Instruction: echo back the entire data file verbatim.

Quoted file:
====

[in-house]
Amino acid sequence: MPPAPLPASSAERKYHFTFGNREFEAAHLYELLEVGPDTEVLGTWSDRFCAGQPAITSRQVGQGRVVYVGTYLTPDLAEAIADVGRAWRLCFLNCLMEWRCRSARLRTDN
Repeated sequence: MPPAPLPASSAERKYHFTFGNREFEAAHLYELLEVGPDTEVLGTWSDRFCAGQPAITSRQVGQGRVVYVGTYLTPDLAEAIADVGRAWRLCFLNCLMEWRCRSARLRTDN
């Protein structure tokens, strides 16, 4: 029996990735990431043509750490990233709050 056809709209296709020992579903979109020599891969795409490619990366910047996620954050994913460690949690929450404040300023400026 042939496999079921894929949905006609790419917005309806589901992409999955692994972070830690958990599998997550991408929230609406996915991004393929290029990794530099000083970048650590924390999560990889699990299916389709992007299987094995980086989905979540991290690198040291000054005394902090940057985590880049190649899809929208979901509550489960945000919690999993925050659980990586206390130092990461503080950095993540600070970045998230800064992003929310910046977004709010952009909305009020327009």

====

[in-house]
Amino acid sequence: MPPAPLPASSAERKYHFTFGNREFEAAHLYELLEVGPDTEVLGTWSDRFCAGQPAITSRQVGQGRVVYVGTYLTPDLAEAIADVGRAWRLCFLNCLMEWRCRSARLRTDN
Repeated sequence: MPPAPLPASSAERKYHFTFGNREFEAAHLYELLEVGPDTEVLGTWSDRFCAGQPAITSRQVGQGRVVYVGTYLTPDLAEAIADVGRAWRLCFLNCLMEWRCRSARLRTDN
């Protein structure tokens, strides 16, 4: 029996990735990431043509750490990233709050 056809709209296709020992579903979109020599891969795409490619990366910047996620954050994913460690949690929450404040300023400026 042939496999079921894929949905006609790419917005309806589901992409999955692994972070830690958990599998997550991408929230609406996915991004393929290029990794530099000083970048650590924390999560990889699990299916389709992007299987094995980086989905979540991290690198040291000054005394902090940057985590880049190649899809929208979901509550489960945000919690999993925050659980990586206390130092990461503080950095993540600070970045998230800064992003929310910046977004709010952009909305009020327009």